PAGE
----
1. Before Sarah was two years old her father injured his back and went to the local hospital. When she was taken to visit she saw that people were in bed and got their dinner there, that doctors and nurses looked after them and made them better. Then they went home, as her father did. That bit of learning was tied to immediate experience. Sarah’s play reflected her anxieties and her limited understanding. Her mother helped her to work through them.

    At three years of age she had an eye infection and was taken twice to outpatients. Her “preparation” was simple. She was told by her mother that she was going to the hospital where a doctor and nurse would look at her eye. The mother explained and comforted as needed. Sarah did not like the eye drops or the patch over her eye and said so. Afterwards there was much play about the visit, putting patches on her teddy bear’s eyes and telling her daddy about it. There was appropriate anxiety to be talked through such as why it had happened, what the doctor had done and how the eye would get better.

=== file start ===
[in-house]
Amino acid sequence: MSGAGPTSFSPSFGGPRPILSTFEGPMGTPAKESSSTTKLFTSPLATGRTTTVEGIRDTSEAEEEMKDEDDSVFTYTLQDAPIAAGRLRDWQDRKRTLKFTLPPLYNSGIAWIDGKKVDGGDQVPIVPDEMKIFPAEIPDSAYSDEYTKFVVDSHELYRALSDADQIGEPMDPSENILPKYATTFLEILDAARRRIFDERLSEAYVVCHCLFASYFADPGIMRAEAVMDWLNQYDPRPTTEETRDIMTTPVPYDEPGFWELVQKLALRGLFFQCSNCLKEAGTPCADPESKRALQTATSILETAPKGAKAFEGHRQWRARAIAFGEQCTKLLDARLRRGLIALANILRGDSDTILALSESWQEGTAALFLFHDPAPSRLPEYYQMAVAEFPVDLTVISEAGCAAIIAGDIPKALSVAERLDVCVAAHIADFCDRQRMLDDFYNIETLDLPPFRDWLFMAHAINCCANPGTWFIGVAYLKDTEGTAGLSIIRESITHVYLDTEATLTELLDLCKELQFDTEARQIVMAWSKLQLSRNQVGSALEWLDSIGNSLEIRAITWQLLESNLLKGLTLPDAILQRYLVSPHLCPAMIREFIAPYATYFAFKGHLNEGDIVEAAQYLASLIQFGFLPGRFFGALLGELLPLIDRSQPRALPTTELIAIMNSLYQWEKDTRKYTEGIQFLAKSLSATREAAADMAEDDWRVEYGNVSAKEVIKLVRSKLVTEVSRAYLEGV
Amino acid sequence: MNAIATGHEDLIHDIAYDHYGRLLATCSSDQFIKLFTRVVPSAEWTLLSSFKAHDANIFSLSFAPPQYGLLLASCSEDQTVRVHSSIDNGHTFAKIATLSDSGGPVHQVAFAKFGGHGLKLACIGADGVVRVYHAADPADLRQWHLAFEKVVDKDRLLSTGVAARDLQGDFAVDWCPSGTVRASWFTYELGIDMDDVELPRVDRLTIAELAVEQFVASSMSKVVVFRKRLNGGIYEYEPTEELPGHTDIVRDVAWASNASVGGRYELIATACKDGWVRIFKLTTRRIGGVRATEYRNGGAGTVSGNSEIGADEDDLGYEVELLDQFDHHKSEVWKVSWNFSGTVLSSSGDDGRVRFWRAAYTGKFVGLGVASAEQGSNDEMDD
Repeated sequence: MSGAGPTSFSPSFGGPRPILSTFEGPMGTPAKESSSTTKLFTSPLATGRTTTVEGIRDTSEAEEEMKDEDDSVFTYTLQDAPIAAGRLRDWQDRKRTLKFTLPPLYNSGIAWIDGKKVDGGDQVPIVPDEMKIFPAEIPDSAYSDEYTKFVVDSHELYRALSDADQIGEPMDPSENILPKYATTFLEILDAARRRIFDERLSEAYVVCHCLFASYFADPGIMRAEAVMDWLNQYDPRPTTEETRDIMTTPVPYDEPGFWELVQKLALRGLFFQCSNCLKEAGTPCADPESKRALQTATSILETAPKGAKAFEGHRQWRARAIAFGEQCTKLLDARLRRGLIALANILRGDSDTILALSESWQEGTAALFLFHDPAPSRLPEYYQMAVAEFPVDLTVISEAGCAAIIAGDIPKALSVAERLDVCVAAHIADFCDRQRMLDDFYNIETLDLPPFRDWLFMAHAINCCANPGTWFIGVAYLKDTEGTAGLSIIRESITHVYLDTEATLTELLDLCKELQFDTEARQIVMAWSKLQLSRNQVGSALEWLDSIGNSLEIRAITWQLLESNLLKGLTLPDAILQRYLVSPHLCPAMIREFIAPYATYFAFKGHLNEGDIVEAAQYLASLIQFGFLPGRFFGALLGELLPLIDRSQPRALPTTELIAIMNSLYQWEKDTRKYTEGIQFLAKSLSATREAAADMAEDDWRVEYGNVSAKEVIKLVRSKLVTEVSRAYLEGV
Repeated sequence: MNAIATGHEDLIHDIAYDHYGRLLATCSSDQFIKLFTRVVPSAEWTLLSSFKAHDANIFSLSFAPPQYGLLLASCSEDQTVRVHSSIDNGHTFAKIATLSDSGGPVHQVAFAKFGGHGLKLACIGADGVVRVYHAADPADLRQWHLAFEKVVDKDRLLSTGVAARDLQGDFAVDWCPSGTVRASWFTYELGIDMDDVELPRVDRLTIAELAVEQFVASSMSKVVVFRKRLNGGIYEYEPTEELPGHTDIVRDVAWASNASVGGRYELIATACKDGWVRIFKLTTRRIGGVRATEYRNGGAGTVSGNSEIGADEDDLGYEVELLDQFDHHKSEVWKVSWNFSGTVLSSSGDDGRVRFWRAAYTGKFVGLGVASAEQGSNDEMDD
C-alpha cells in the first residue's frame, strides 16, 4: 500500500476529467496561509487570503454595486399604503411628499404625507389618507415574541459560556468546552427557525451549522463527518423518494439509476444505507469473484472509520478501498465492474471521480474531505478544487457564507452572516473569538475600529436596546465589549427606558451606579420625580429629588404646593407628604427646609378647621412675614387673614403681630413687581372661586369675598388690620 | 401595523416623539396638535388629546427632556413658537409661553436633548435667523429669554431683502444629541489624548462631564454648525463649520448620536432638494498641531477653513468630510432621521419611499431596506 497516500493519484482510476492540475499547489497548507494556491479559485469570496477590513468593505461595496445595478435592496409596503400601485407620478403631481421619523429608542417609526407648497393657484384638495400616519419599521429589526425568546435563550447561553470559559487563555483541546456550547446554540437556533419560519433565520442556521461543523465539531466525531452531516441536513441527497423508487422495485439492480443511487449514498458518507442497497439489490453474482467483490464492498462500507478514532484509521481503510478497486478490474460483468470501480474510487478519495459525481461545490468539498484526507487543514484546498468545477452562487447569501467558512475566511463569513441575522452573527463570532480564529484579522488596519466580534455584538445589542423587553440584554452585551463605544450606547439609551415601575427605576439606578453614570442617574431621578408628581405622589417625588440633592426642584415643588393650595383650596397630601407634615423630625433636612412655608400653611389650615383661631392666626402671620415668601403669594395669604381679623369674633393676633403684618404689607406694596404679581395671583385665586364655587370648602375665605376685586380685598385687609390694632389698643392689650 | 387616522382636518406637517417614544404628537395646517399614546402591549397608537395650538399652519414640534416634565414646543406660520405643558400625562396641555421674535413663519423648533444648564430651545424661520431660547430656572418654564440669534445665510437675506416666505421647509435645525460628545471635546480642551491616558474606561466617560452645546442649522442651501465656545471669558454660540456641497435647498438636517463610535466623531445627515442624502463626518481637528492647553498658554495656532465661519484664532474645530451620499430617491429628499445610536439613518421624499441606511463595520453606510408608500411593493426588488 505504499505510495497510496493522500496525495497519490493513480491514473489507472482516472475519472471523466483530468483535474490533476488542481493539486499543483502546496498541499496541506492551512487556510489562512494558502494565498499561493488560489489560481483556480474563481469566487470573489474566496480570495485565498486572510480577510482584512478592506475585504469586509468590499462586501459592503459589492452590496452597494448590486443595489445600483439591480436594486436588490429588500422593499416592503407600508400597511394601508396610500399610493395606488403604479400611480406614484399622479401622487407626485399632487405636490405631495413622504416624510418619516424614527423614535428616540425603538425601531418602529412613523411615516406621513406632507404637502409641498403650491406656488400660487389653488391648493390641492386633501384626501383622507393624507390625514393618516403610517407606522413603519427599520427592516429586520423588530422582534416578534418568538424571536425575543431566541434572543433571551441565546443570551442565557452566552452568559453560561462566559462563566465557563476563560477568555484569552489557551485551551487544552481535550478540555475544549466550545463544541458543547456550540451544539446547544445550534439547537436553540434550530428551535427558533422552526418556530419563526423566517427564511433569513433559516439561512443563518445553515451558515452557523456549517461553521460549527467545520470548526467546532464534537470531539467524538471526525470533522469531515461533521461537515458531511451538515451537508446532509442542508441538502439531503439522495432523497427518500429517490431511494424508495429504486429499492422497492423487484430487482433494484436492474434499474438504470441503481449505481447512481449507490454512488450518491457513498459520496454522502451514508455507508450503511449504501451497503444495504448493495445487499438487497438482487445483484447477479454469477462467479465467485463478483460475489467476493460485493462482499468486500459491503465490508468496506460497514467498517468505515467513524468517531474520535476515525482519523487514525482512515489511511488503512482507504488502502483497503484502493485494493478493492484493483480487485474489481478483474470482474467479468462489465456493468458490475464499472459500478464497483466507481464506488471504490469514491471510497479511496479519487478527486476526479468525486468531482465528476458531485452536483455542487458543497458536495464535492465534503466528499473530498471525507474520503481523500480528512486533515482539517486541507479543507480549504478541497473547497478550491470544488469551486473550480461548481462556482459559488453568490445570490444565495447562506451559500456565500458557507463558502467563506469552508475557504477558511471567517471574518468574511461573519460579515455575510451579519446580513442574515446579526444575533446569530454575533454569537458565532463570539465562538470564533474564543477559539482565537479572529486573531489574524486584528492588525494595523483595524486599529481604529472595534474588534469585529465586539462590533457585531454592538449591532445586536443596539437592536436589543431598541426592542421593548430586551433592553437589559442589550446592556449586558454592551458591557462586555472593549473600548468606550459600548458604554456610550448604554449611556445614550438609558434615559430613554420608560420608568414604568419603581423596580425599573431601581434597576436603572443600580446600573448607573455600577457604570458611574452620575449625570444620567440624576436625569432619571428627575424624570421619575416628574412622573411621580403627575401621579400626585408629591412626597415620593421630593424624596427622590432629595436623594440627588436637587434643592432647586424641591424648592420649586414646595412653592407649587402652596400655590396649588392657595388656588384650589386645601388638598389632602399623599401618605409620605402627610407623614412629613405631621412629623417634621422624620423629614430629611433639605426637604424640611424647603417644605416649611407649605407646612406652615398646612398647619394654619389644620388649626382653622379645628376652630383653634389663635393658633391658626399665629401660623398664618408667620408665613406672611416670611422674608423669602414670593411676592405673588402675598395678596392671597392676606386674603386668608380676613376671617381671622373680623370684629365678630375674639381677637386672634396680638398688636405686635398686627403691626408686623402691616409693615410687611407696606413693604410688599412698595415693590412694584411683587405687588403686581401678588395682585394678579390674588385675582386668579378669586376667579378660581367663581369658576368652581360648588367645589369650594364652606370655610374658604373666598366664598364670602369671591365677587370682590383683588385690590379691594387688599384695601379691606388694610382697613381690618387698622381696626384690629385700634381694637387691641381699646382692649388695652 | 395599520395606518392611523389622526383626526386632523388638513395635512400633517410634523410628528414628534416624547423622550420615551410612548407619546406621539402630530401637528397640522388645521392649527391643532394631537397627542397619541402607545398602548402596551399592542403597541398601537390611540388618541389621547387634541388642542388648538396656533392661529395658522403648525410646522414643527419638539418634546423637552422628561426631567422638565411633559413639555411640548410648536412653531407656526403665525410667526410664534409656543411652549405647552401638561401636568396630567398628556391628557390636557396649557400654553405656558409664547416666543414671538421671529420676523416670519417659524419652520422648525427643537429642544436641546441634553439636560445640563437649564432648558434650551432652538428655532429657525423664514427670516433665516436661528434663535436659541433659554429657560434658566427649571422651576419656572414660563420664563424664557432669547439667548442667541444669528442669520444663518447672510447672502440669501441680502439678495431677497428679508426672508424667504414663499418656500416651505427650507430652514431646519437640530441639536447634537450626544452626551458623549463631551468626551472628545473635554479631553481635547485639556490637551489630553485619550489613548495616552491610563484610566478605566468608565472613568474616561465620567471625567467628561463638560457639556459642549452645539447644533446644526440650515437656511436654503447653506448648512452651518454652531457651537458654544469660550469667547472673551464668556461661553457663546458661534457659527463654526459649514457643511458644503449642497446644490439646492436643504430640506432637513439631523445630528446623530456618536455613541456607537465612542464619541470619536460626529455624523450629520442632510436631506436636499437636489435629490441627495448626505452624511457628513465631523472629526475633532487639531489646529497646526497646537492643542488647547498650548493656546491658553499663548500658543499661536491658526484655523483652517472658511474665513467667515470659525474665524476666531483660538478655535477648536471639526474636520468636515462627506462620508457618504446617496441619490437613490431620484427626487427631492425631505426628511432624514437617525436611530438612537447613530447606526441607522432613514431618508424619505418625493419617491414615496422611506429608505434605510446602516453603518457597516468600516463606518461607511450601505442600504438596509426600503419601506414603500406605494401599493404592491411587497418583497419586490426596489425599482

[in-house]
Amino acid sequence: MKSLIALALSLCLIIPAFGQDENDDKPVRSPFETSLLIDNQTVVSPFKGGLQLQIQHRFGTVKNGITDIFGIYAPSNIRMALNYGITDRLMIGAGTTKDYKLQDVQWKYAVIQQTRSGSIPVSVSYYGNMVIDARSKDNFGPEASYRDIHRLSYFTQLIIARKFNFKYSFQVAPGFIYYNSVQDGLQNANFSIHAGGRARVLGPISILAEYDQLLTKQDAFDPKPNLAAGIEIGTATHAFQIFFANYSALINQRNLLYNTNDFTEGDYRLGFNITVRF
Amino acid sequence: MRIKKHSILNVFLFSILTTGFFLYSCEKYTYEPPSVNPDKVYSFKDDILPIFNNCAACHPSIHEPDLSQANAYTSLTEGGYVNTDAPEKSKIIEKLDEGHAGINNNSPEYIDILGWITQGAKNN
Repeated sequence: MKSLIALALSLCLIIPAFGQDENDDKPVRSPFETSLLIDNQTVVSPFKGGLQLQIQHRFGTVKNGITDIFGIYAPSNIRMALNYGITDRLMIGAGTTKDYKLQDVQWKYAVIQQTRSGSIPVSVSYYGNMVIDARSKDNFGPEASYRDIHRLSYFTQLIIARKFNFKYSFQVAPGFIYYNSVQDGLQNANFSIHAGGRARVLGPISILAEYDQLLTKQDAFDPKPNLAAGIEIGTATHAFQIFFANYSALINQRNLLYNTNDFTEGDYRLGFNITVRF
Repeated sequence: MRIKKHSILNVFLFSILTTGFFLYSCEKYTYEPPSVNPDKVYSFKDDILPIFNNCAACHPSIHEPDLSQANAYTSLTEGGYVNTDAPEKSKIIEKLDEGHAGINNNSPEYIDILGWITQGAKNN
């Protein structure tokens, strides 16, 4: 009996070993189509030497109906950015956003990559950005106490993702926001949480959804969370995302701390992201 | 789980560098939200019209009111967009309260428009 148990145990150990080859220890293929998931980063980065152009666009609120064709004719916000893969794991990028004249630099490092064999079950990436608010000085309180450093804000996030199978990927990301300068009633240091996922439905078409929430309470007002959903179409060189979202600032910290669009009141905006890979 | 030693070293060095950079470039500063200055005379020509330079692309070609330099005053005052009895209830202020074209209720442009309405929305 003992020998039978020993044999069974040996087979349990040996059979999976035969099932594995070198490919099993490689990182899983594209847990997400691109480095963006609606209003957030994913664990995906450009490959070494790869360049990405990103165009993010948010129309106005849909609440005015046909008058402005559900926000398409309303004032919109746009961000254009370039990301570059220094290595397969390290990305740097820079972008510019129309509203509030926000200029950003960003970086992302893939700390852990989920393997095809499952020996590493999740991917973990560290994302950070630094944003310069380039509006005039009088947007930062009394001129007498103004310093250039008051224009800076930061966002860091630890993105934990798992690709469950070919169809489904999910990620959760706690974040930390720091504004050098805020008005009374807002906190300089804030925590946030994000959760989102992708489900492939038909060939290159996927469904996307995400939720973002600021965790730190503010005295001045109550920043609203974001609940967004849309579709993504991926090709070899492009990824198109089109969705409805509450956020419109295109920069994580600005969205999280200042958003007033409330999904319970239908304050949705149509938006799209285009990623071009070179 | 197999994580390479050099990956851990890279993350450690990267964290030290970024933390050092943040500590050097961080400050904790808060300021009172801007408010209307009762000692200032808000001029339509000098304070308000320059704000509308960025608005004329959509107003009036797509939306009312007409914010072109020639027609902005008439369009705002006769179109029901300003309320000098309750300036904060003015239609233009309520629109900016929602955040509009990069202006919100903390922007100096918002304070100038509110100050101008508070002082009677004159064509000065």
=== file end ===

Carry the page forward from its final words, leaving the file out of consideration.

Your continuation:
The return visit to the outpatients a week later was unwelcome to Sarah but was accepted as necessary. More play and talk followed, about eyes and only about eyes, the subject of Sarah’s anxiety.

    Her other hospital experience was to visit a maternity ward to see a neighbour’s new baby. This appeared to put no strain on her. Sarah’s knowledge about hospitals had increased but it was still limited to her experiences and was under the control of her parents.

  2. At three years of age Paul, Sarah’s friend next door, visited his mother in the maternity unit, his first experience of hospital. Some months later he saw Sarah’s eye patch and was told about her visit to the hospital where the doctors had made her better. He joined in the play with eye patches. Both mothers were on hand to correct confusions and to cope with anxieties that arose from the children’s play and talk.